Budapest, November 2 (MTI) – The ruling Fidesz party should back a proposal to write a provision into the law on the failed brokerage Quaestor that guarantees cash compensation by the state, a lawmaker for the opposition Socialist Party said on Monday.
Only a state guarantee will ensure that clients hit by the brokerage firm’s bankruptcy could hope to receive full compensation, Laszlo Szakacs, a member of parliament’s sub-committee investigating brokerage scandals, told a press conference.
Fidesz’s assertion that 98 percent of troubled Quaestor clients had received full compensation was a “blatant lie”, Szakacs said, adding that only compensation of 86 billion forints (EUR 276m) had been paid out to investors on fictive bonds out of the total of 220 billion forints that had gone missing in investments held by Quaestor.
Istvan Kalman-Piko, a Quaestor client, said that he and his wife had received less than half of the compensation due to them under the law, even though their investment had amounted to less than 6 million forints, far below the threshold covered by the law.
Under the law approved in April, an Investor Protection Fund (Beva) was set up to compensate clients of failed brokerages for damages of up to 30 million forints (100,000 euros).
The leftist opposition Democratic Coalition (DK) also weighed in on the Quaestor issue, demanding the government recover all the funds that went “missing” in wake of the brokerage scandal.
The National Bank of Hungary should also give an account of the 160 billion forints that have “disappeared with its assistance”, the party’s deputy leader, Agnes Vadai told a press conference on Monday. She said the money “stolen by Fidesz-allied Quaestor brokers” had been missing for months. But when victims hold a demonstration, Fidesz always starts to make promises about their recovery.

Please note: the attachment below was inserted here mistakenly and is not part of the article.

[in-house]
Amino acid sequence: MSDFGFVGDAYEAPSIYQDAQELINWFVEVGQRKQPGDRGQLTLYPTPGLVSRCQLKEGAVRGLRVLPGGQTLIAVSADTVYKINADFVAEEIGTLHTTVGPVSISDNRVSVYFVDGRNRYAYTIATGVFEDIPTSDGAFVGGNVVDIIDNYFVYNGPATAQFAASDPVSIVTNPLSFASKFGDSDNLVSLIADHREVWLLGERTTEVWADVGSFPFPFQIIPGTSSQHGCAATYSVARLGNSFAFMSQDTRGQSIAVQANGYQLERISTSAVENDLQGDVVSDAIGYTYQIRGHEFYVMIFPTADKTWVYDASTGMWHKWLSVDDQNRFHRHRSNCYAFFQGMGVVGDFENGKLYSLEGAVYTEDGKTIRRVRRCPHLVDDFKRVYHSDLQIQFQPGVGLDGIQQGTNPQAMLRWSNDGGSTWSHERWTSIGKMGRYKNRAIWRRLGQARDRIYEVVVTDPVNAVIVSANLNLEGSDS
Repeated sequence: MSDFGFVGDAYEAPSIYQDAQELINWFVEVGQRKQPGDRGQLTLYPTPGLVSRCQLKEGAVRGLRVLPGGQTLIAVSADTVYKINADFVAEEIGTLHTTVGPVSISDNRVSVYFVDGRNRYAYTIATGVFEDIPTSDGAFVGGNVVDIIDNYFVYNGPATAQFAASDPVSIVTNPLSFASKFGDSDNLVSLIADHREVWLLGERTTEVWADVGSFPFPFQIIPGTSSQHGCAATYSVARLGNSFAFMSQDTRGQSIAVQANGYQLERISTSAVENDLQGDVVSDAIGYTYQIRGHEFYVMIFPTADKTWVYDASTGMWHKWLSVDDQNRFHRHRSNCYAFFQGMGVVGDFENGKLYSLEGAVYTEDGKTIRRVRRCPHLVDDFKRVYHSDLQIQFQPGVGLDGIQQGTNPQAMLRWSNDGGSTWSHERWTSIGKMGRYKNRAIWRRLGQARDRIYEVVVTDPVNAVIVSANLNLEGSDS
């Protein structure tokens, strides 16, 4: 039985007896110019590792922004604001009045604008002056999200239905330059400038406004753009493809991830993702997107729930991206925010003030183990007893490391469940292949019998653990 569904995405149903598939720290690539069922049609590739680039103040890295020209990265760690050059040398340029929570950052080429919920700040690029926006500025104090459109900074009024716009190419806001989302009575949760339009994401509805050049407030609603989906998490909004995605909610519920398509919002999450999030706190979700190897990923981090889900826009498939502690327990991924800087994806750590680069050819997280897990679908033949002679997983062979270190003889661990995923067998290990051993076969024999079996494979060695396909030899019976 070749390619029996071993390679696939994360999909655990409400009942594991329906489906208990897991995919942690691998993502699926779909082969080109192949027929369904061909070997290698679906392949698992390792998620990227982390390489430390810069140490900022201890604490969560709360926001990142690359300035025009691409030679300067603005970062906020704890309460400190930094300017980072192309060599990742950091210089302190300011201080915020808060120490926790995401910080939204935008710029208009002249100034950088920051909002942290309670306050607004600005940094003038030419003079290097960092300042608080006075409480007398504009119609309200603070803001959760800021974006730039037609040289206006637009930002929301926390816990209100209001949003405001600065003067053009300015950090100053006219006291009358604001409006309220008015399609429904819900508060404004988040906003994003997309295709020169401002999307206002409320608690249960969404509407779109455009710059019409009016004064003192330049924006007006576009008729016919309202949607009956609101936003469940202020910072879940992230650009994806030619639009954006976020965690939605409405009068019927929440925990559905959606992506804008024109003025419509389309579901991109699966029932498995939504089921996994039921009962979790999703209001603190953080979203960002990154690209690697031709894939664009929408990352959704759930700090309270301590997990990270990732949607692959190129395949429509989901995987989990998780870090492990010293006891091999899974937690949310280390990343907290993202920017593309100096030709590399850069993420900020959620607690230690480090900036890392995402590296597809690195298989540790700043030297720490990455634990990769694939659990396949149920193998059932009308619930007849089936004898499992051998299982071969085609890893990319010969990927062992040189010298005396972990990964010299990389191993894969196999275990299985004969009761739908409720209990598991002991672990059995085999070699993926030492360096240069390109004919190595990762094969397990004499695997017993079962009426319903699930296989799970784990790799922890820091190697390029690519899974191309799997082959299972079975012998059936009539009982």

Vadai said once there was a change in government, justice would be served in this case and perpetrators and their accomplices held to account. She said a fraud of this size could not have been committed without Fidesz’s involvement. She also questioned how central bank governor Gyorgy Matolcsy could have stayed in his post or how Viktor Orban could have remained as prime minister. She also wondered how Peter Szijjarto, the foreign minister, and Peter Polt, the chief prosecutor — also allegedly involved — could have stayed in their posts after such a case.
Fidesz said in response that the legal framework is ready for compensation to be paid to Quaestor clients. More than 86 billion forints have been paid out to 31,113 clients by the end of October, Fidesz said in a statement. It is the leftist parties and the radical national Jobbik who had been trying to obstruct the approval of laws in connection with compensation, it said.
Compensation for clients with more than 6 million forints invested was obstructed by banks when they turned to the Constitutional Court for a review. The top court put the case on its agenda at the end of October, but it has not yet ruled. Compensation still owed to clients can be paid out when the constitutional court decides that the laws passed are not unconstitutional, Fidesz said.